FORT WORTH, Texas -- Whether it was true or not, you've got to applaud the effort. Kansas State kept a straight face when it was over.
A few guys eyed the scores in pregame, they admitted, but nobody knew that a win at Amon G. Carter Stadium for Kansas State held an extra special significance only moments after the game began. Alabama's home loss to Texas A&M more than 600 miles away went final just after kickoff, and a win would likely land Kansas State the school's first No. 1 ranking in the BCS.
On the field, Kansas State looked like a team doing what it had done most every week this season: It played sound defense, grabbed a double-digit lead and coasted to a casual win. This one was a 23-10 yawner against a young, scrappy but ultimately overmatched TCU team that clawed its way to bowl eligibility with a double-overtime thriller a week ago.
Still, Bill Snyder said he didn't find out about the result that might have changed Kansas State's season until he was safely in the locker room. His reaction? Little more than a shrug.
A few more found out on the field after the game, but not many -- if any -- Wildcats were fessing up to having the results spoiled before their domination of the Frogs was complete.
"The fans were yelling at us, but they weren't yelling about the Bama game," linebacker Justin Tuggle said with a laugh.
Tuggle and the rest of the defense walked off the field to "K-S-U" chants from a sizeable purple contingent that stood out among the TCU "Blackout," an impressively loud crowd of 47,292.
It's a great irony, this willful ignorance of the Snyder CopyCats. Without Alabama's loss, Snyder could have pieced together a perfect 12-0 season and still been shutout of the BCS National Championship Game. Instead, the odds are high that the Wildcats would meet Oregon in the game's season finale, boxing out an undefeated Notre Dame team. (Imagine the laughter that sentence would have produced hardly more than a decade ago.)
Kansas State, though, turned its blinders on to outside factors that could have a profound impact on its future fortunes. Do otherwise and those same outside factors might very well be rendered irrelevant by a Kansas State loss. Either way, the first No. 1 ranking in school history seems imminent after an "any questions?" type of performance that featured a 23-0 fourth-quarter lead and a final score that might indicate the game was closer than it really was.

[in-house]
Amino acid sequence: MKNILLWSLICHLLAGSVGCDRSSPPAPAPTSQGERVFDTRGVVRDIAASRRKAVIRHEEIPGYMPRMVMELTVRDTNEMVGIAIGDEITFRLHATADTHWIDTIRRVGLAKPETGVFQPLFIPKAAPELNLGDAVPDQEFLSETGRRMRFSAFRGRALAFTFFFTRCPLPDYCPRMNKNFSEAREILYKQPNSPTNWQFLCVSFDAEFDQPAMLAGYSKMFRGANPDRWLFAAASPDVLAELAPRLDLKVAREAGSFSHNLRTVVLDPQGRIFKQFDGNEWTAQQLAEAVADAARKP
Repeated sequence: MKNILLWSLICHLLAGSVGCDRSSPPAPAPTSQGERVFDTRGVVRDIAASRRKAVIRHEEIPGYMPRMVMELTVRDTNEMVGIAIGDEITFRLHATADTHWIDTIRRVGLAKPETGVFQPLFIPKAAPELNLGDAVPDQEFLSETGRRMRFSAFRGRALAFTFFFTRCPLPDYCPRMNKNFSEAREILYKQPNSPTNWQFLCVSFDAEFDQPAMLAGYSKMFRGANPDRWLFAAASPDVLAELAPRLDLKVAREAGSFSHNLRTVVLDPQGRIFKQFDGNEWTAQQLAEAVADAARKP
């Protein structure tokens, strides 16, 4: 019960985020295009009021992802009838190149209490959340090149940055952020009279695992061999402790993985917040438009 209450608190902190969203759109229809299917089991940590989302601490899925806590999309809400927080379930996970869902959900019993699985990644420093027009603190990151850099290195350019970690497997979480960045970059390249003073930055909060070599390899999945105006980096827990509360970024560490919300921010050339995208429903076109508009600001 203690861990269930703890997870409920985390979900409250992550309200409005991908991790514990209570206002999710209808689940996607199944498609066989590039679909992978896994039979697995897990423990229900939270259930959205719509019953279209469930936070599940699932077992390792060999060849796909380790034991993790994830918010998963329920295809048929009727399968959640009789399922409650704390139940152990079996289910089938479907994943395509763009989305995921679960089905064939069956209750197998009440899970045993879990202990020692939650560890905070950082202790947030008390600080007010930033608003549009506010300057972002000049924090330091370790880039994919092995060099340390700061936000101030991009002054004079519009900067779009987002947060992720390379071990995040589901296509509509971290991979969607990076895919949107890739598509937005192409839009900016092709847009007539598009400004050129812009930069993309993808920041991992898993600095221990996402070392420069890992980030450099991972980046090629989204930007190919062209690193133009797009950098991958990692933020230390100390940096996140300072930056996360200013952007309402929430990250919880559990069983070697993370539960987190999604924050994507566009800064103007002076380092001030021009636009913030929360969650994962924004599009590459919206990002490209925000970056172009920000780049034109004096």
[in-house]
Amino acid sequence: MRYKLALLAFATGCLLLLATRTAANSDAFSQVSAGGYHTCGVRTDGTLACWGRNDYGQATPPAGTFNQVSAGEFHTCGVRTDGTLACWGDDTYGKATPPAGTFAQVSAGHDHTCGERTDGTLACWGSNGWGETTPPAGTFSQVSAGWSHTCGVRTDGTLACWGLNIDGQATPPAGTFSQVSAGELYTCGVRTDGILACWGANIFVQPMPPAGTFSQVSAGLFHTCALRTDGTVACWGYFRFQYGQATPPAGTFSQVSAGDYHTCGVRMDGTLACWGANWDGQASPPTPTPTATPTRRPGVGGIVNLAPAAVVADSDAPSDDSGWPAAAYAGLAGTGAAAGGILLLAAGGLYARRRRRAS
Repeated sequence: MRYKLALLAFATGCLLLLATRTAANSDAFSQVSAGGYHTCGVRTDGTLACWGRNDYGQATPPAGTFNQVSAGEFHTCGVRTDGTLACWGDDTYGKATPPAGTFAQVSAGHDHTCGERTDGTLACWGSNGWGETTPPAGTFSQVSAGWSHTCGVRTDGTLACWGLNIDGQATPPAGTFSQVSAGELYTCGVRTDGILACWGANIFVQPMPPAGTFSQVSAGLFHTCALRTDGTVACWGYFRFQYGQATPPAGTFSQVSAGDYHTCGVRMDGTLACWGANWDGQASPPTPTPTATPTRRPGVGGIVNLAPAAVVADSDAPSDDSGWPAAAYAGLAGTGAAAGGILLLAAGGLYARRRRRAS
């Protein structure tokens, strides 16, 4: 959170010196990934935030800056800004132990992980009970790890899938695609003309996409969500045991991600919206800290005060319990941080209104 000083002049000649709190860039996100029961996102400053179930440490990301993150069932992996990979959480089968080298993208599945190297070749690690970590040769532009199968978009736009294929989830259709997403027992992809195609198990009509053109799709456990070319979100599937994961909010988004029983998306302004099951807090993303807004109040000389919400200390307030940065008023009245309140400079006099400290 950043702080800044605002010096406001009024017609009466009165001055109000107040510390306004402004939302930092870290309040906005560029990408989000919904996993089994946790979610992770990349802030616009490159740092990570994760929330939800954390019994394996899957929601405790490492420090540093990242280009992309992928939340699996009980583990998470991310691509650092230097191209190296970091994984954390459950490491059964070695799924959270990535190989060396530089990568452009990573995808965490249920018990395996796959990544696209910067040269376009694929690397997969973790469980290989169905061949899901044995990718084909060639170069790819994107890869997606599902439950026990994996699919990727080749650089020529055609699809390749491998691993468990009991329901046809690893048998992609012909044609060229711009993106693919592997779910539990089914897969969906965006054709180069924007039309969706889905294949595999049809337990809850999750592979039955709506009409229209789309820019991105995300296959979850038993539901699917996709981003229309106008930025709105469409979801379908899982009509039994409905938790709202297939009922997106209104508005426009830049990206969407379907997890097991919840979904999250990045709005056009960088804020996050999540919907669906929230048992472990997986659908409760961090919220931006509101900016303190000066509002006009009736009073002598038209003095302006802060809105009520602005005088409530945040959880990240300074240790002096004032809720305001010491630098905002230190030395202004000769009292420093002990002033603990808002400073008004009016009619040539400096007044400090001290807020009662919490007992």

"There's a lot of work to be done," Tuggle said. "...Being No. 1 in the BCS doesn't mean anything. You don't get anything, any trophies for that or anything like that. There's still a lot of work to be done."
Kansas State's done that work so far this season, leaving little to no doubt about the best team on the field for 10 Saturdays running now. The Wildcats led by double digits late in a 24-19 win at Oklahoma, and didn't allow Iowa State's possible game-winning drive to cross midfield in a 27-21 win in Ames earlier this year.
The other eight wins on Kansas State's spotless résumé? Saturday's 13-point win is the closest, followed by a pair of 14-point wins over Oklahoma State last week and North Texas all the way back on Sept. 15.
"We've been going now for almost 3½ months now without any let-up," Snyder said. "The fact that you're winning, I think, keeps the mental freshness to a certain degree."
Kansas State has looked like mentally fresh every week, offering little to no evidence that a letdown like the double-overtime heartbreaker back in 1998 is coming. A 4-5 Baylor team awaits next week. Then two weeks to prepare for a hot Texas team in Manhattan. The Longhorns might just be inside the top 10 and provide a boost in the BCS rankings that K-State almost certainly doesn't need anymore. Get passed up by Oregon at some point? Who cares? Win, and Kansas State is in.
After the game, TCU coach and K-State alum Gary Patterson had a simple request for the man who built a program from nothing in The Little Apple: "Go win it," he told him.
Meanwhile, Snyder is shrugging on the doorstep of territory Kansas State has never tread upon. He's doing it with a blank look on his face, a freebie windbreaker from last year's Cotton Bowl on his back and a hot cup of coffee in his hand while tackling postgame questions and dodging those who request injury information.
"I apologize for being noncompliant," Snyder said before leaving the podium. Think again if you expect an update on the status of two very important ankles: those of starting safety Ty Zimmerman (five interceptions this year, including one on Saturday) and receiver/kick returner Tyler Lockett, who has returned a pair of kicks for scores this year and ranks second in return TDs in Big 12 history.
Snyder's message to the team after Saturday's win was one that couldn't help but spark his players' imaginations.
"This team has no idea what it's capable of being and where it's capable of going," linebacker Arthur Brown recalled a few minutes later. "We have to continue to focus and continue to focus in on what's gotten us this far, and the sky's the limit."
If by the sky, Snyder means hoisting a crystal football on South Beach in early January, he's got the Wildcats pointed in the right direction.